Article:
Like most projects, businesses, and individual liberties around the world, the banana circle project in town was paused back in March as we decided to reduce and limit our movement within our community due to COVID-19. We have been using this stillness as an opportunity to check in with the families where we built circles back in February. More than half of the circles already boast flowering plants and new fruits. And the other half are green and alive, just short of a few plants and water. As of June, we are now in the height of our driest months, and six new families have thriving gardens just three meters (10 feet) from their kitchens and cutting boards.  It is our hope to continue installing these mini food forests/compost pits in several more homes between Juluchuca and Las Placitas, which is up the watershed. Word is out, and some families are even preparing spaces for when we feel safe, informed, and comfortable interacting more closely with our neighbors again. Meanwhile, we are trying to understand and respond to two observations made during this phase one smaller installment:
  1. Our Playa Viva permaculture team thought the banana circles would address and reduce the burning of organic material in and near households, which it does. What we did not account for was the (high) volume of water used in a local household. The mix of organic material and water, like all systems, must find an equilibrium. Too little water, the plants do not grow; too much water and we create health concerns by way of mosquito larvae. Currently, two compost pits retain water in a way we did not anticipate. We would like to see the water absorbed into the soil differently and think that by encouraging families to add more organic material to the pit, we can help improve the absorption rate and create the balance the banana circles craves.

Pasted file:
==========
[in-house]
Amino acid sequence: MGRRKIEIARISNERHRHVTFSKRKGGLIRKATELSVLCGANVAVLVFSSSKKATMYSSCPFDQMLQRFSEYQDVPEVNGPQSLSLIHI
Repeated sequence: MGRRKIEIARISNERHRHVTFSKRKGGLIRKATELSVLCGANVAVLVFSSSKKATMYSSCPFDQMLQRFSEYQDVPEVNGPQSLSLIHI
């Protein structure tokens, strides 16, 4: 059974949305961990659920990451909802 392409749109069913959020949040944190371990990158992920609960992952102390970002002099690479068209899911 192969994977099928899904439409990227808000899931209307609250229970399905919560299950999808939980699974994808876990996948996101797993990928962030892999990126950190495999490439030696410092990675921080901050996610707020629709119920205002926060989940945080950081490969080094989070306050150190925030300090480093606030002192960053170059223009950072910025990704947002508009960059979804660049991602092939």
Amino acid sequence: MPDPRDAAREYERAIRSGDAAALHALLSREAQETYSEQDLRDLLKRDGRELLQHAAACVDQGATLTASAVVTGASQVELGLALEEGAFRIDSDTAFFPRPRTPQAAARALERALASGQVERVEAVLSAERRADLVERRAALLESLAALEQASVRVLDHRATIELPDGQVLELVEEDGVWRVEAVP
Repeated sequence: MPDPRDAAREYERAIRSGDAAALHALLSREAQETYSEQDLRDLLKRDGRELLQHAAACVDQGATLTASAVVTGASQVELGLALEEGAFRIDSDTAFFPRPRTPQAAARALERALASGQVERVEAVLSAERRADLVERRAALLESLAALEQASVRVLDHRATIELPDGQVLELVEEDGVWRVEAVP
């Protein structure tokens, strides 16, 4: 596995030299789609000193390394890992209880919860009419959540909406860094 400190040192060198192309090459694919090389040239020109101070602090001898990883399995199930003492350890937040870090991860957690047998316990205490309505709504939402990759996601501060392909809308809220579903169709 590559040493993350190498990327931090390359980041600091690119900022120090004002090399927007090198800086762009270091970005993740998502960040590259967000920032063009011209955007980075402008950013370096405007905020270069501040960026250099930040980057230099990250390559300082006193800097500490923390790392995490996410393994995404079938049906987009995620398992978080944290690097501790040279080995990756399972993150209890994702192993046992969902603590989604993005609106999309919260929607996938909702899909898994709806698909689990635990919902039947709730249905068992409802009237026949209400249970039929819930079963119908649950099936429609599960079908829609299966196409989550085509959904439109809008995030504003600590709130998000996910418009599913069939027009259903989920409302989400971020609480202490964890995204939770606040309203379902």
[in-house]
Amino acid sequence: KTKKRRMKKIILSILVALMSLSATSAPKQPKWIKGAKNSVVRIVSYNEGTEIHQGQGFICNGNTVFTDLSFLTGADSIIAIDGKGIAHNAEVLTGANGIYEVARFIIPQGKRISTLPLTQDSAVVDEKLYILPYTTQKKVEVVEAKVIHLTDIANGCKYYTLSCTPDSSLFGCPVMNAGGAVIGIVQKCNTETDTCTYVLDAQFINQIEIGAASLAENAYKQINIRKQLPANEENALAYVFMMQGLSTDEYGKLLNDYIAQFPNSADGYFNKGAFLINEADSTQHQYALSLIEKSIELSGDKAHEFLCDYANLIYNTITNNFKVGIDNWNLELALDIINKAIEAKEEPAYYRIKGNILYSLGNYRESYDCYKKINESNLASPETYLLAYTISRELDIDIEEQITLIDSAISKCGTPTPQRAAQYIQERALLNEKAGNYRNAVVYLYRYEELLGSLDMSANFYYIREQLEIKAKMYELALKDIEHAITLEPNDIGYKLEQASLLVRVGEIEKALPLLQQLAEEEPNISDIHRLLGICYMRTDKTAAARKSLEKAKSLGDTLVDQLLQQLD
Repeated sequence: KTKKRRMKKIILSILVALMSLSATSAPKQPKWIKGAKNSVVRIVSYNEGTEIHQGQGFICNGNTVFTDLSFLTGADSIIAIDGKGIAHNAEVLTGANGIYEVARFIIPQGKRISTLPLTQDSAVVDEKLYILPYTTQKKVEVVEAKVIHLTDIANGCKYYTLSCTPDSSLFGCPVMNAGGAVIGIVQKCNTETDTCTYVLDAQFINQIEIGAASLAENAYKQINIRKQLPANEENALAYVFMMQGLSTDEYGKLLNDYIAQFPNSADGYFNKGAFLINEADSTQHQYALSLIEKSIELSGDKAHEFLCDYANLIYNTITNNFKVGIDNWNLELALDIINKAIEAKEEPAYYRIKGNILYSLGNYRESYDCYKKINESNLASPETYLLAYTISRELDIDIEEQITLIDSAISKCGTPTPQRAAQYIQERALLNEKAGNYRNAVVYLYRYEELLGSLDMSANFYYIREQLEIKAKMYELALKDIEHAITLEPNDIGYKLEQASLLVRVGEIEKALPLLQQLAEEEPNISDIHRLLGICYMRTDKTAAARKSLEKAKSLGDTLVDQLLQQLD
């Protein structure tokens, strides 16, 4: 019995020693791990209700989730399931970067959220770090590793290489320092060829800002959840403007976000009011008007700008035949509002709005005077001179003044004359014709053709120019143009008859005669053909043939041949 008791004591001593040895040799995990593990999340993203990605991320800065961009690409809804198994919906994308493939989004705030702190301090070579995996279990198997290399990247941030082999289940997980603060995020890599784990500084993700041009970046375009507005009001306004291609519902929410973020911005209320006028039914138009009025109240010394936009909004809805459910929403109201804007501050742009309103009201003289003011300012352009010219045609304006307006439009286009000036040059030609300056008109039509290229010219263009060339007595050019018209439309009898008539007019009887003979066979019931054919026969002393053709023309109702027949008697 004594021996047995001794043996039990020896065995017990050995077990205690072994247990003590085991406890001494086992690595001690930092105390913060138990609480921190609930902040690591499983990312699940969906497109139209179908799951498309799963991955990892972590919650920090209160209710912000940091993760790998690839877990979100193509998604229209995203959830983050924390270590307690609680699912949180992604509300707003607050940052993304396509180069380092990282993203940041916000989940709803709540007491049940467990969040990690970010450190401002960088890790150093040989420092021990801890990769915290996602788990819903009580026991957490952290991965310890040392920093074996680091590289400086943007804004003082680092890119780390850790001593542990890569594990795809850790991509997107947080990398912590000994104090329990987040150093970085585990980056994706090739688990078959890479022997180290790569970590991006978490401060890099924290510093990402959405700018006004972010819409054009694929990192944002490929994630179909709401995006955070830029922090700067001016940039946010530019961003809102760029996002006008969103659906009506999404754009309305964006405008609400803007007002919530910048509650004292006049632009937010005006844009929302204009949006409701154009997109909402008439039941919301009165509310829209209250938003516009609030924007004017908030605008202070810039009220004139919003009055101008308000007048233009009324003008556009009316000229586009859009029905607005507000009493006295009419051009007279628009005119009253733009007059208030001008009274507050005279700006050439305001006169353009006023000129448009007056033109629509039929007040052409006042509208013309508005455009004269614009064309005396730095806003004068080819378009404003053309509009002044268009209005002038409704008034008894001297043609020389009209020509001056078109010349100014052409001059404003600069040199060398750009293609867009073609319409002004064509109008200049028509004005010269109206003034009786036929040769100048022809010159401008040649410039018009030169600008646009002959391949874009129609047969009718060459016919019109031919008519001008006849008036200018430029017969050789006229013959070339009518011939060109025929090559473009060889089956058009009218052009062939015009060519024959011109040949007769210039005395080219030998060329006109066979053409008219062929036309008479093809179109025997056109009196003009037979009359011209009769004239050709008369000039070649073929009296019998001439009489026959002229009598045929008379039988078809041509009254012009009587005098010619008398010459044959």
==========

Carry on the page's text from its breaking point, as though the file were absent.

2. Understanding the saturation capabilities of the soil is increasingly important during this shoulder season. While we do not receive much rain to this part of the coast, we are approaching the months where at least some rainfall is expected and the land becomes unexpectedly hydrophobic. New quebradas (streams) and rios (rivers) present themself every year in Juluchuca, and we will have to monitor the placement of each banana circle to make sure they can withstand the influx of water that may pass over them.  and through the homes and living spaces where our community members live. 
In permaculture, we call this part of the design process “observe and interact.” This principle recommends that we take a relatively cautious approach, that we make the smallest intervention we think necessary to make the change we want, and then we closely and patiently observe the results. We have the opportunity to learn from this pause in our project, and we’re excited to brainstorm among our team and the eight families.  We’ll keep you in the loop as we apply a few simple solutions with the intention of increasing nutrient upcycling—resulting in more food coming from each banana circle.